Former Top Gear host ‘staggered’ as VAT for EV charging is not cut

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Former Top Gear host ‘staggered’ as VAT for EV charging is not cut

The former Top Gear presenter and founder of the EV campaign group FairCharge Quentin Willson has voiced his disappointment over the Spring Budget.

Whilst the Chancellor Jeremy Hunt announced that the current freeze on fuel duty will be maintained for the next 12-months, there were no plans to cut the VAT rate on electric car charging.

Quentin noted that investing money into lowering the VAT rate on EV charging could encourage more motorists to switch from a petrol or diesel to an electric alternative.

He explained: « FairCharge is staggered that the Chancellor is prepared to spend £5billion on a fuel duty freeze and continuation of the 5p cut, yet won’t spend 125th of that – circa £40million – on cutting the VAT on public EV charging.

« Why wouldn’t you support a drive for cleaner air in our towns and cities? Might it have something to do with an election, we wonder. »

In January 2024, the Department for Transport introduced the Zero-Emission Vehicle (ZEV) Mandate, which requires manufacturers to sell a certain percentage of electric or plug-in hybrid vehicles each year.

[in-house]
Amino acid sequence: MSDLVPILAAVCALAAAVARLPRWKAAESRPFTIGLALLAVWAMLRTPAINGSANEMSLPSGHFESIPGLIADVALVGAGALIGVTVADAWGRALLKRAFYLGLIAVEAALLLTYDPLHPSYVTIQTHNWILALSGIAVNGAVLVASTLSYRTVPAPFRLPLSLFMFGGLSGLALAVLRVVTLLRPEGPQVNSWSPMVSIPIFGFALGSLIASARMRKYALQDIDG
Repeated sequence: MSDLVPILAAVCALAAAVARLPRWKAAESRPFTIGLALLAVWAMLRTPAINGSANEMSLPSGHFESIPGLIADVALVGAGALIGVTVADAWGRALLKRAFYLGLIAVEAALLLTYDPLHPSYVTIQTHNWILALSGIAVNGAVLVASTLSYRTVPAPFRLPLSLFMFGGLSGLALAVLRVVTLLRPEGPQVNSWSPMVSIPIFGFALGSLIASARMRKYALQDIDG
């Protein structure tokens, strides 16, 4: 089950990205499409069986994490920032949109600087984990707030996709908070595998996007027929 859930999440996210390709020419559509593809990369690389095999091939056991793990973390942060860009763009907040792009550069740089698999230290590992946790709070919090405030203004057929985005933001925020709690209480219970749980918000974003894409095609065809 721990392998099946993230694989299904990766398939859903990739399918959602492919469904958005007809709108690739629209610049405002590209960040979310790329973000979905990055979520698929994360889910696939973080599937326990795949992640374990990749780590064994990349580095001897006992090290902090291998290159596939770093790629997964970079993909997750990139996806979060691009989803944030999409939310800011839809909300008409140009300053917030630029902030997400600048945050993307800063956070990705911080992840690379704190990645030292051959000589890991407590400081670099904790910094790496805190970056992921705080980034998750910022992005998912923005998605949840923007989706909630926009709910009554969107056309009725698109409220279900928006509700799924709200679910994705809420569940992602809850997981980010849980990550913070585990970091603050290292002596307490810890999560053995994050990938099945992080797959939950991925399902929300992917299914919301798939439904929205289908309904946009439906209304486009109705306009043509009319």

To avoid being fined, 22 percent of the vehicles sold by most car brands will have to be zero-emissions vehicles during 2024, with the amount steadily increasing ahead of the ban of new petrol and diesel cars in 2035.

Whilst many have welcomed the mandate, some motoring experts have warned that a lack of incentives for drivers to switch to electric, such as cutting the VAT rate on charging, could result in more pressure on car companies.

Quentin also highlighted that a cut in VAT on public charging would likely result in motorists saving more money, with suppliers stating they would have passed on savings.

He added: « Drivers may not see the 5p cut passed on at the pumps but charge point operators say they would pass on any reduction in VAT directly to consumers.

« And cutrting VAT on public charging could save EV drivers up to £1,300 over 10,000 miles, helping them with zero tailpipe emissions. »

However, announcing the Spring Budget to the Commons, Chancellor Jeremy Hunt noted that more money will be invested into the research and development of zero-emission vehicles.

He said: « Advanced Manufacturing has announced a further £270million of investment into innovative new automotive and aerospace R&D projects, building the UK’s capabilities in zero-emission vehicle and clean aviation technologies. »

Whilst there are currently over a million zero emission vehicles on the roads, only a handful of models, including the Mini Electric and Nissan Leaf, are built in the UK.

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